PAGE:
While cave-dwelling fish might be somewhat of a regularity in certain parts of the world, you used to be able to count Europe out of that equation. Cave fish were unheard of in the region and it was long believed that Pleistocene glaciations caused roadblocks for their Northerly development and habitation.
It wasn’t until recently that a hobby diver equipped with an underwater camera named Joachim Kreiselmaier discovered what appeared to be Europe’s first-known cave-dwelling fish in the depths of the Danube-Aach system. The fish appeared unique to him at first sight, so he grabbed some photographs to take with him to the surface. It has been described in the journal Current Biology as pale and having small eyes.
Image Credit: Jasminca Behrmann-Godel
"The cave fish was found surprisingly far in the north in Southern Germany," said study lead author Jasminca Behrmann-Godel from the University of Konstanz in Germany. "This is spectacular as it was believed before that the Pleistocene glaciations had prevented fish from colonizing subterranean habitats so far north."
It appears to be a loach of some sort; a type of bottom-dwelling fish that scavenges the deepest depths of the sea floor for opportunistic food sources.
Not only was it surprising to find a cave-dwelling fish in Europe to begin with, but the specimen was also the Northernmost cave fish ever discovered in the world. No researchers ever believed that a cave fish would ever be discovered so far North in the first place.
Because the Pleistocene glaciations would have kept them from migrating to Europe from another location in the world, it's believed that they might have evolved recently, within the last 20,000 years or so, and are specific to this particular region.
"It took someone with the 'right eye' to realize that this might be something special and I believe that, on top of the right conditions and the difficult trip, this discovery depended on an exceptional diver like Joachim to realize in the first place that the fish might be special," Behrmann-Godel continued.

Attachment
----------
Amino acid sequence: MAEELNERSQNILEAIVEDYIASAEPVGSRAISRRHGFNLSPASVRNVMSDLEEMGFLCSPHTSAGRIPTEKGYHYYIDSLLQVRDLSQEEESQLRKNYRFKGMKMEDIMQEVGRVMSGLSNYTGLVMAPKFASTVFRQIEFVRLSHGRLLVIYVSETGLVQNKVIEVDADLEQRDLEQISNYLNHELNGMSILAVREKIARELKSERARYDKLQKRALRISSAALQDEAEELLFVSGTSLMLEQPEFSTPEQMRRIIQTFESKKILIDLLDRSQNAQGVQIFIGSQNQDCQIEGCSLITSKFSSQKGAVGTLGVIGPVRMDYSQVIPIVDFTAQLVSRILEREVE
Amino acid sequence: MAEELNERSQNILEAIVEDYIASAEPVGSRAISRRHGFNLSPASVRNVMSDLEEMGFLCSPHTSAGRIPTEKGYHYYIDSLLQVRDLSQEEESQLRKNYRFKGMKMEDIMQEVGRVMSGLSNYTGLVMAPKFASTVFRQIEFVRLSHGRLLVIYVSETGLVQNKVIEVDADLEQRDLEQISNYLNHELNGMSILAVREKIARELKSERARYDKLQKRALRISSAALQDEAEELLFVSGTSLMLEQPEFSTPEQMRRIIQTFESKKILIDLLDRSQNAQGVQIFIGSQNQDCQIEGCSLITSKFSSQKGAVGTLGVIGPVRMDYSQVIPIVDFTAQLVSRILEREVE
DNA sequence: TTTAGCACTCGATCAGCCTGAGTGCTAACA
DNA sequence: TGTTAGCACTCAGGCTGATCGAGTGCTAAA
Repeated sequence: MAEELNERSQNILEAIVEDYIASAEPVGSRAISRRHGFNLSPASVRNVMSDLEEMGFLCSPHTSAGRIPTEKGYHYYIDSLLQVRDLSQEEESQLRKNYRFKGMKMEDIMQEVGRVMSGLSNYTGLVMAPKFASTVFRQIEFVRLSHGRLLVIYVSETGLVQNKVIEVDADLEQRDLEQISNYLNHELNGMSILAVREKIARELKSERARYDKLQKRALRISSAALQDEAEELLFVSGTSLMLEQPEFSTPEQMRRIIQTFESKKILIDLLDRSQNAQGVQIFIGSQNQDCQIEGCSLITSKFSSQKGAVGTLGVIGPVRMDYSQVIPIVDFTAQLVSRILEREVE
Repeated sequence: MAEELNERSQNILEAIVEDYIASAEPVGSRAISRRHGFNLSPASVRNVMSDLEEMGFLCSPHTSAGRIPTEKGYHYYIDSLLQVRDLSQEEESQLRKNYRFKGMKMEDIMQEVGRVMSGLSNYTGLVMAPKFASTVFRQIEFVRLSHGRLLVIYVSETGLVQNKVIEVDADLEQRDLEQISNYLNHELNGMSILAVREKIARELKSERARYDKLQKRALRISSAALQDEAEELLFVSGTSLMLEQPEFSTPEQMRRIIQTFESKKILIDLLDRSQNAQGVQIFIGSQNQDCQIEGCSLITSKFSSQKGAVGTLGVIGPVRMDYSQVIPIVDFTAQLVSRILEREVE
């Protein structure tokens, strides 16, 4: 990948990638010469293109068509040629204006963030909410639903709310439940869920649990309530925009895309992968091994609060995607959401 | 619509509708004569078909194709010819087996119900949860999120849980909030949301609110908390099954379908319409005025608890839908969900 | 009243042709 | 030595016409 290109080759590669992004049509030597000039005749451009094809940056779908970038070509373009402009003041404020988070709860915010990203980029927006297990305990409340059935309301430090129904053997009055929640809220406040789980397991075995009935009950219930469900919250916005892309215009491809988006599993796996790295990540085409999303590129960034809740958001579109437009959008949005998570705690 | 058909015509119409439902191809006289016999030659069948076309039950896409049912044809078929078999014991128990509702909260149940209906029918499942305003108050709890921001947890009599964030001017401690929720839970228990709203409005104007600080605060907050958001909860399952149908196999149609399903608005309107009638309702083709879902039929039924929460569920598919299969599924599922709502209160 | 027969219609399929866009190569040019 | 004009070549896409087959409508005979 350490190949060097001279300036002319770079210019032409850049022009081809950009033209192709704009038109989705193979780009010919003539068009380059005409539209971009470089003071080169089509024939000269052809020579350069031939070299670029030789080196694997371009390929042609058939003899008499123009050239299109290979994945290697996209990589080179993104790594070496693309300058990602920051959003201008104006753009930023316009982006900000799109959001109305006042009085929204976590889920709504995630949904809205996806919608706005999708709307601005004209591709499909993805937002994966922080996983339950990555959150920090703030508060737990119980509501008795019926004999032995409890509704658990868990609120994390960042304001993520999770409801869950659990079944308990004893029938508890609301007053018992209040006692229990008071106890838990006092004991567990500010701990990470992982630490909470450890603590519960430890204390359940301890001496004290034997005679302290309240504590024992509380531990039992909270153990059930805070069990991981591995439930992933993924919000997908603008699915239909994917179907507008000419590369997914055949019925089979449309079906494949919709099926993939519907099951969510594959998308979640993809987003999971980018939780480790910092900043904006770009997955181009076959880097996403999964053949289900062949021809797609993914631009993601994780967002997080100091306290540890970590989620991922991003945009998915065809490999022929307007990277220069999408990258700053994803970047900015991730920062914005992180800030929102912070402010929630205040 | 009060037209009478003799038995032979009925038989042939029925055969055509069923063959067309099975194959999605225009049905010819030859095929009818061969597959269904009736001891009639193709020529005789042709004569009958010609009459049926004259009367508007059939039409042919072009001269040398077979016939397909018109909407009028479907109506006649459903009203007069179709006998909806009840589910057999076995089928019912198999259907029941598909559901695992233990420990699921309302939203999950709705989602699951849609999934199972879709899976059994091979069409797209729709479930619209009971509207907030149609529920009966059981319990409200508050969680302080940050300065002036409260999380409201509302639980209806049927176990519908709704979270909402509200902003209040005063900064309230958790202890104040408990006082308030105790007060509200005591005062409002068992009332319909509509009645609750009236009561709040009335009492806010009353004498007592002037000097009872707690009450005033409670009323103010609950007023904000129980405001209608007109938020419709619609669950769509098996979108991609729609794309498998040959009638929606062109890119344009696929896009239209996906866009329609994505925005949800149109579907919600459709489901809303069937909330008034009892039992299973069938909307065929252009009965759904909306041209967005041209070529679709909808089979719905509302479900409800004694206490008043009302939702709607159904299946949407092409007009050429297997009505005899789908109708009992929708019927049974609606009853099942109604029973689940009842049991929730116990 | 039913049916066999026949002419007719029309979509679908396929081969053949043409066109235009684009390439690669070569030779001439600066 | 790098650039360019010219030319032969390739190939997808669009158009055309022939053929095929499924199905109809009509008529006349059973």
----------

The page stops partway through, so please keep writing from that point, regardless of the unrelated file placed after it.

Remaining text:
Because it caught so much attention, Kreiselmaier reportedly went diving again just a few months later to capture a live specimen for scientists to study up close. Since the photographs were just the tip of the iceberg for researchers, getting a live specimen was the best way to really study the creature up close and realize they had been looking at something special.
The discovery of this loach in a region where it was supposedly never supposed to exist is bringing with it a lot of attention and excitement to explore the region where Kreiselmaier originally dove. On the other hand, not too many divers have successfully explored the region due to its dangerous conditions, and Kreiselmaier explains why:
"No more than 30 divers have ever reached the place where the fish have been found," he noted. "Due to the usually bad visibility, strong current, cold temperature, and a labyrinth at the entrance, most divers do not come back again for diving."
It should be interesting to see what future diving missions might uncover, and whether or not there could be more undiscovered species in the region that could challenge our scientific understanding of what exists there.
At this point in time, Antarctica is the last remaining continent in the world where cave fish have never been discovered.